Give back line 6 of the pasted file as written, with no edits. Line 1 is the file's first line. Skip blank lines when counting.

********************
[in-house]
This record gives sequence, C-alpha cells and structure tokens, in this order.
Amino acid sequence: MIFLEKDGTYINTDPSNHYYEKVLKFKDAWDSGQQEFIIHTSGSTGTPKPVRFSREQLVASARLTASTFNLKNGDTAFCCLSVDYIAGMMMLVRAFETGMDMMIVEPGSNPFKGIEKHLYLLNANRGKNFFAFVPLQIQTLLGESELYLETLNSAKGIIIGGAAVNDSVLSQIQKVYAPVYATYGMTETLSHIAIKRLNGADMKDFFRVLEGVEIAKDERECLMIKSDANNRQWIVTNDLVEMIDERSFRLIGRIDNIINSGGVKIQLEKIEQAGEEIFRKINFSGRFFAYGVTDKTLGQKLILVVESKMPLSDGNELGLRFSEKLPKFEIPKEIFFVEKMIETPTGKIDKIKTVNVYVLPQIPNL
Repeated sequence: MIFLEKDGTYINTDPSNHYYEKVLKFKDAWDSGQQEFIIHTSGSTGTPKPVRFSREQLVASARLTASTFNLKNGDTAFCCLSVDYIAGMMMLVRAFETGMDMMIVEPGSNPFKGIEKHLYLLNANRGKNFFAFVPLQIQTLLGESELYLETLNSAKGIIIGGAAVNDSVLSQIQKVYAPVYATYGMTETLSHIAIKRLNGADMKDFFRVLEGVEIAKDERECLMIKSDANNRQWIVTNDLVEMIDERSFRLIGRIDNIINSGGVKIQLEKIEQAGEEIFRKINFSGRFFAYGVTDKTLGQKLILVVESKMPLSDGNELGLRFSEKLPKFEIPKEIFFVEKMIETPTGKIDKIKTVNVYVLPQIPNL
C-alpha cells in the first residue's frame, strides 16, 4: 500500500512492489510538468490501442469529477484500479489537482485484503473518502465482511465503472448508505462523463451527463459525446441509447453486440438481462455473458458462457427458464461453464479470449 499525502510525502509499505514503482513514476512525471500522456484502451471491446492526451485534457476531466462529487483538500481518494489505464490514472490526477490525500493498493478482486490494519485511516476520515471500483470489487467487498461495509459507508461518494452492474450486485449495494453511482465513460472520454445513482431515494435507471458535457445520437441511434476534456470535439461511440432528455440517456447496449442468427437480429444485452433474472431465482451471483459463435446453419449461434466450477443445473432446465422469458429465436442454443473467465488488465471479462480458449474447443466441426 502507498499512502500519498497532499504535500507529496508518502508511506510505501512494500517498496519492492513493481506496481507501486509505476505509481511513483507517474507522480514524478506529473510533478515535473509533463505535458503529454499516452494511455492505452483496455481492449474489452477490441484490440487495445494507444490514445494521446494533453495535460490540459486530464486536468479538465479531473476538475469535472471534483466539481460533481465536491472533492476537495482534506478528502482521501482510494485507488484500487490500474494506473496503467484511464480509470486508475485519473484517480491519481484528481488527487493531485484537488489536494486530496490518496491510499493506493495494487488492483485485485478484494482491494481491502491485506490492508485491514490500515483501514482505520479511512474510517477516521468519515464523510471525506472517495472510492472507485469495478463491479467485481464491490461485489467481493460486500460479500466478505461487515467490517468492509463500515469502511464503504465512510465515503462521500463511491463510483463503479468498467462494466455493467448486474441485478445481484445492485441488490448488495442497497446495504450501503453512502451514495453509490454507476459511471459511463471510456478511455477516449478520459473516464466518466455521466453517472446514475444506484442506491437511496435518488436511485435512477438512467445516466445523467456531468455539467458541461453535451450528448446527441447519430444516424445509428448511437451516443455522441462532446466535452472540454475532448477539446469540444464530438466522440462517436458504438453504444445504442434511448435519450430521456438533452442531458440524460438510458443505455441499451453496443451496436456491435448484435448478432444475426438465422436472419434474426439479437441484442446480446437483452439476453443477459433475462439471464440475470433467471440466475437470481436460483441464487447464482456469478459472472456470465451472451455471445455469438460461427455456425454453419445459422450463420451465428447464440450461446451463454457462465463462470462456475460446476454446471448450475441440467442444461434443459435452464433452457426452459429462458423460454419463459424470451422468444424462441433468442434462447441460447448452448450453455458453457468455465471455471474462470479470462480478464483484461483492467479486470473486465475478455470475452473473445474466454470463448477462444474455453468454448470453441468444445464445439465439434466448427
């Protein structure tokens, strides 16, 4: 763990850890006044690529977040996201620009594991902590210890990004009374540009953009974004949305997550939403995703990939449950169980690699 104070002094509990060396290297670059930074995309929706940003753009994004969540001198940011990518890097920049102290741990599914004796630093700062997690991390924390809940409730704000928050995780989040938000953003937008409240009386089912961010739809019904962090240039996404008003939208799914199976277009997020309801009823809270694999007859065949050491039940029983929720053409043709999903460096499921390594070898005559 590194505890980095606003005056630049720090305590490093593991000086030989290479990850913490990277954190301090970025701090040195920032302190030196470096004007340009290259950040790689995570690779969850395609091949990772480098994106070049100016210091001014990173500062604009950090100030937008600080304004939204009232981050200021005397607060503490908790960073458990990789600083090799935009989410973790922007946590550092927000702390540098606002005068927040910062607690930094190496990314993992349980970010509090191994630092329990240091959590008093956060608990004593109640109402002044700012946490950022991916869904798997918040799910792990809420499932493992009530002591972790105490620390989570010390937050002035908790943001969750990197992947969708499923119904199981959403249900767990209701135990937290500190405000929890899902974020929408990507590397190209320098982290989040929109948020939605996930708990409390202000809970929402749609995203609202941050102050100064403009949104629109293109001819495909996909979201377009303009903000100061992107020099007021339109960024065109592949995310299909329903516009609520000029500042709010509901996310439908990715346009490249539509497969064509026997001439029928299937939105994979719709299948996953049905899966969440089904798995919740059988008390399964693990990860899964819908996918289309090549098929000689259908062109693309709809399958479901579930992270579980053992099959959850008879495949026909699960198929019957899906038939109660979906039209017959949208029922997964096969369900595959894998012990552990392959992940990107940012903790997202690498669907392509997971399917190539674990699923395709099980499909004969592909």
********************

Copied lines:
């Protein structure tokens, strides 16, 4: 763990850890006044690529977040996201620009594991902590210890990004009374540009953009974004949305997550939403995703990939449950169980690699 104070002094509990060396290297670059930074995309929706940003753009994004969540001198940011990518890097920049102290741990599914004796630093700062997690991390924390809940409730704000928050995780989040938000953003937008409240009386089912961010739809019904962090240039996404008003939208799914199976277009997020309801009823809270694999007859065949050491039940029983929720053409043709999903460096499921390594070898005559 590194505890980095606003005056630049720090305590490093593991000086030989290479990850913490990277954190301090970025701090040195920032302190030196470096004007340009290259950040790689995570690779969850395609091949990772480098994106070049100016210091001014990173500062604009950090100030937008600080304004939204009232981050200021005397607060503490908790960073458990990789600083090799935009989410973790922007946590550092927000702390540098606002005068927040910062607690930094190496990314993992349980970010509090191994630092329990240091959590008093956060608990004593109640109402002044700012946490950022991916869904798997918040799910792990809420499932493992009530002591972790105490620390989570010390937050002035908790943001969750990197992947969708499923119904199981959403249900767990209701135990937290500190405000929890899902974020929408990507590397190209320098982290989040929109948020939605996930708990409390202000809970929402749609995203609202941050102050100064403009949104629109293109001819495909996909979201377009303009903000100061992107020099007021339109960024065109592949995310299909329903516009609520000029500042709010509901996310439908990715346009490249539509497969064509026997001439029928299937939105994979719709299948996953049905899966969440089904798995919740059988008390399964693990990860899964819908996918289309090549098929000689259908062109693309709809399958479901579930992270579980053992099959959850008879495949026909699960198929019957899906038939109660979906039209017959949208029922997964096969369900595959894998012990552990392959992940990107940012903790997202690498669907392509997971399917190539674990699923395709099980499909004969592909």